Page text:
In the 19th century, a 'brain-storm' was a sudden neurological or mental disturbance. Then, in the 1940s, an advertising executive called Alex Osborn developed a system for generating ideas: he called it 'brainstorming'. The idea swept the world. But some feel that 'brainstorming' still carries the old medical associations and is potentially offensive. So for a while it was discouraged in government organisations, which preferred 'thought shower' and 'cloudbursting'. But these names never caught on. Perhaps they should have 'brainstormed' to find something better.
If robots are replacing workers, and workers pay taxes, then shouldn't robots be taxed as well?
CEO Sam Smith says that if you want to motivate people, give them skin in the game.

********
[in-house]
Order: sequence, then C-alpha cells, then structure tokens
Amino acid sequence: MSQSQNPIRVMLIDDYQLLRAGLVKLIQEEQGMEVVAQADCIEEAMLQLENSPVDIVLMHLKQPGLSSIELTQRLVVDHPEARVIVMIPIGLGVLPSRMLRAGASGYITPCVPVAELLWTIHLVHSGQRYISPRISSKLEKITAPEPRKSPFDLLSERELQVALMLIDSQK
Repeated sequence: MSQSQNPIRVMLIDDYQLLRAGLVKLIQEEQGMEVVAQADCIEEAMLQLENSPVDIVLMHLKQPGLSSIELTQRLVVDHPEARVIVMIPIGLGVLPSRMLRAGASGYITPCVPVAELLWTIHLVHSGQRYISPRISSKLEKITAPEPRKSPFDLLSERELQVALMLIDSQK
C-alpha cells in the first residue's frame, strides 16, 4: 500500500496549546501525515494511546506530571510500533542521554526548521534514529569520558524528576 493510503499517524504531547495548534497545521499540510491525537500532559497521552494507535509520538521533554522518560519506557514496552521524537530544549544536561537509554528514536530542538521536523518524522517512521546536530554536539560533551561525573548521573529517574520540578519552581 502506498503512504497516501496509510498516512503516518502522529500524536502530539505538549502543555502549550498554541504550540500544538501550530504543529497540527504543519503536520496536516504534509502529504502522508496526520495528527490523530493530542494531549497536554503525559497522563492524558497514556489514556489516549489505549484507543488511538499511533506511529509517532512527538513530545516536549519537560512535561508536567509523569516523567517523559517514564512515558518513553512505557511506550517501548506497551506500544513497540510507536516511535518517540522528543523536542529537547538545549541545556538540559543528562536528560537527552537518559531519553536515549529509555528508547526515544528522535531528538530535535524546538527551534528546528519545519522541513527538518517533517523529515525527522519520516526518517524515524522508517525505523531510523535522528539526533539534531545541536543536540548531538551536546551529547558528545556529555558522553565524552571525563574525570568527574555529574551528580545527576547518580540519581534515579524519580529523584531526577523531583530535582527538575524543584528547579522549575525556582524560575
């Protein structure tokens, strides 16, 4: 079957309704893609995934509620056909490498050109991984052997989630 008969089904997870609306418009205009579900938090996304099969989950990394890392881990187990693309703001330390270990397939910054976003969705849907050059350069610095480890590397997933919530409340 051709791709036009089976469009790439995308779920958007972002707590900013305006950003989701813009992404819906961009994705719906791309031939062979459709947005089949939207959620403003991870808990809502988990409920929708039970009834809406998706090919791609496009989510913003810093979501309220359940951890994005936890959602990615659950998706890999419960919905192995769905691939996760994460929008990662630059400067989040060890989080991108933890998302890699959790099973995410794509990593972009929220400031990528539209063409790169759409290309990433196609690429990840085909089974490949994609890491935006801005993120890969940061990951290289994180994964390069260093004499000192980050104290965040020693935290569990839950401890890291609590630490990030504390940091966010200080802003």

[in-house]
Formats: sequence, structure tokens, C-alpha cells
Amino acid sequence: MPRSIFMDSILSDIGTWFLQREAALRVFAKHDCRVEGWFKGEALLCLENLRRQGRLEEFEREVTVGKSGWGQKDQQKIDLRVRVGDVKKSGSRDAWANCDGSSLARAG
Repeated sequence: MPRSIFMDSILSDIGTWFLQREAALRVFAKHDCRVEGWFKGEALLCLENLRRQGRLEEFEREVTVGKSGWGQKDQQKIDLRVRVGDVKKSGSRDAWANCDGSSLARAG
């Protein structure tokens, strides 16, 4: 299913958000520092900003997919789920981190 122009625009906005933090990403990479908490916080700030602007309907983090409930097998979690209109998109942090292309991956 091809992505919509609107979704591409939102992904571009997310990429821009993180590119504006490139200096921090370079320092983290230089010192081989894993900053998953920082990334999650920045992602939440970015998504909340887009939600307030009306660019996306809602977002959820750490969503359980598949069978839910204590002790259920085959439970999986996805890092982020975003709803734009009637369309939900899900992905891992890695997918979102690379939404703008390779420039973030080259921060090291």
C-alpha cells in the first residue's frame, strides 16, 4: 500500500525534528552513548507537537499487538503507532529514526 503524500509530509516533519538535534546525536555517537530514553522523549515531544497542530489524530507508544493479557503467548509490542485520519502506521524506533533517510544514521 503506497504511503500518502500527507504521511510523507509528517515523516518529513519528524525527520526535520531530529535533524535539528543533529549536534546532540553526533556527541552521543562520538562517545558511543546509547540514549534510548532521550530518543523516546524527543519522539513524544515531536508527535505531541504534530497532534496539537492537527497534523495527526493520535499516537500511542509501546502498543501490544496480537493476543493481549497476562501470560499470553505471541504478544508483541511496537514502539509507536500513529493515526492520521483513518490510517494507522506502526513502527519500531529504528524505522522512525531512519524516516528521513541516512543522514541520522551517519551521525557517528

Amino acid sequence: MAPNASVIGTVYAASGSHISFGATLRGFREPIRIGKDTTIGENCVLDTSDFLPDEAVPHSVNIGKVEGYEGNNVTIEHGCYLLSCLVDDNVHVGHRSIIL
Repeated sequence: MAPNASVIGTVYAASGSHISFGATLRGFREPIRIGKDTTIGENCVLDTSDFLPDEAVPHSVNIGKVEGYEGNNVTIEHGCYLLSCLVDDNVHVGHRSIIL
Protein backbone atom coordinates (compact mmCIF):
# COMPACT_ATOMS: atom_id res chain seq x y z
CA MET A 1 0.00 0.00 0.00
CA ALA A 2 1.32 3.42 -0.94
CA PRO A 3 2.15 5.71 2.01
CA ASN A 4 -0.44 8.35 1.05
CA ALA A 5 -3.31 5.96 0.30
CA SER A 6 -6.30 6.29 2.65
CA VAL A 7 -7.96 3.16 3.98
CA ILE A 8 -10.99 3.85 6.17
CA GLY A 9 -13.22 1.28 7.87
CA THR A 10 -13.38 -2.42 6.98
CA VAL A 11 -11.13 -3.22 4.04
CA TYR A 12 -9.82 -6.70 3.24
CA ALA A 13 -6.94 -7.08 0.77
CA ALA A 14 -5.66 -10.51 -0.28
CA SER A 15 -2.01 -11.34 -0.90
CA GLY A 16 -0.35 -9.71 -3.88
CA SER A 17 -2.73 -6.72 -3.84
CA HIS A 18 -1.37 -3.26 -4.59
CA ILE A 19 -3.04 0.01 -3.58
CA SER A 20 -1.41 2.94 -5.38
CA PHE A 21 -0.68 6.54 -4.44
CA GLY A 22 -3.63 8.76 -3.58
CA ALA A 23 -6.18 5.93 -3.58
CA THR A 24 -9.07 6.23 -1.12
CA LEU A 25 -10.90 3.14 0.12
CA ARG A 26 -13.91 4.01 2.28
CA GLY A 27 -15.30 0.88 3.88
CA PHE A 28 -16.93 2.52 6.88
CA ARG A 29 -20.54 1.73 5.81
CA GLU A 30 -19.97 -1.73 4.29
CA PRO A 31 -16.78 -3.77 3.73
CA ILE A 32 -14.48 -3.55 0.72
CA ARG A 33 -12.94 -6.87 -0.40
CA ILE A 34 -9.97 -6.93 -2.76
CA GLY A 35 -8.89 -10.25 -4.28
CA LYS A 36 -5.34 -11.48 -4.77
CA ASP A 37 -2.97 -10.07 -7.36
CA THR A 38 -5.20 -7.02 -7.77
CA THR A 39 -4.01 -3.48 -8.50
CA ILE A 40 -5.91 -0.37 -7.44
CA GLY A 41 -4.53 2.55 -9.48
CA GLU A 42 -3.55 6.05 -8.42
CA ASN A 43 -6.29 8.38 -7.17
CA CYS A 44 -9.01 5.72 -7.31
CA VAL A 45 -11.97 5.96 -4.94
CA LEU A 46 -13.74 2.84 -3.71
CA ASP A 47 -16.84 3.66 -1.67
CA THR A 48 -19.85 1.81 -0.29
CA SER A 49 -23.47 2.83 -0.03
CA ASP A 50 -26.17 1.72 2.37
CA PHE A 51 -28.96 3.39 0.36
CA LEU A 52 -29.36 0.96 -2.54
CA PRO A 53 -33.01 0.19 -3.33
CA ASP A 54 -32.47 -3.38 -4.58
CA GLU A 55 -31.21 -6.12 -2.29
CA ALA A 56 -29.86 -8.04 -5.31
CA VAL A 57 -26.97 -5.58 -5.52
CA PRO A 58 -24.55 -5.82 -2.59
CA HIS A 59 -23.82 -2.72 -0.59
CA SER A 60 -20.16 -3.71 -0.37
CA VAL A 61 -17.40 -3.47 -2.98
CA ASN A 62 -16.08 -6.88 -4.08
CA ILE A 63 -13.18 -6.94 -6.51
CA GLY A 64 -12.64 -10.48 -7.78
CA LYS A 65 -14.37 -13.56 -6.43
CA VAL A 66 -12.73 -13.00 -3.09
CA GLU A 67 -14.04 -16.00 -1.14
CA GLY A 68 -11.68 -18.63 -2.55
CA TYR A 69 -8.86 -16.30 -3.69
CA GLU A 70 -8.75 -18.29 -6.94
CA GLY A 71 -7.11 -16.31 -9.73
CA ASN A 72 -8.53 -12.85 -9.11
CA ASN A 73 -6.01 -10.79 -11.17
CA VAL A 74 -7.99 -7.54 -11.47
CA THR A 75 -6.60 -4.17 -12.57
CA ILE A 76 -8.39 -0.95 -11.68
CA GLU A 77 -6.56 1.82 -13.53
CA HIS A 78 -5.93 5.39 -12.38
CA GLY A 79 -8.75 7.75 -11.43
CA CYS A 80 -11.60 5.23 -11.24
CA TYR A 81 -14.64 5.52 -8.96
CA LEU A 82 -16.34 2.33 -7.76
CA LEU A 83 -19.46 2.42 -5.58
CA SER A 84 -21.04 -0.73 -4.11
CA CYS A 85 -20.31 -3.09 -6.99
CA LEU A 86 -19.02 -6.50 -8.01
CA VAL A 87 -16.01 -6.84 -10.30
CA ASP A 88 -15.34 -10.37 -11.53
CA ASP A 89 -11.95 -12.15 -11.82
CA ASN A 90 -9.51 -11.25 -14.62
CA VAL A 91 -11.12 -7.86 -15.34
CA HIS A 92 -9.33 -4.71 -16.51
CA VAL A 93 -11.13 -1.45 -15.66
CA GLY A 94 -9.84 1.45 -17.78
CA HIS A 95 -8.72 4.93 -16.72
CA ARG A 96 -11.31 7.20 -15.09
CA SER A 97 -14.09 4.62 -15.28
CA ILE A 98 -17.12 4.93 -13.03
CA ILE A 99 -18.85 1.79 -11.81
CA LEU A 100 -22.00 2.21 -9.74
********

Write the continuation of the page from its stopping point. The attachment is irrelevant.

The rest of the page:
Ella's Kitchen boss Mark Cuddigan says that your choice of words can have a dramatic impact on company culture.
The fenland city has big plans for its £4.2bn life sciences hub, but without support it will struggle to match the scale of world-leader Boston.
Recruiting for new roles is doubly tricky when they're so technical that you don't actually know what good looks like, as Attest's Jeremy King discovered.
From running Britain's largest advertising agency to working with the likes of screenwriter Richard Curtis and ex-Sainsbury's boss Justin King, Dame Cilla Snowball reveals what she's learned about leadership.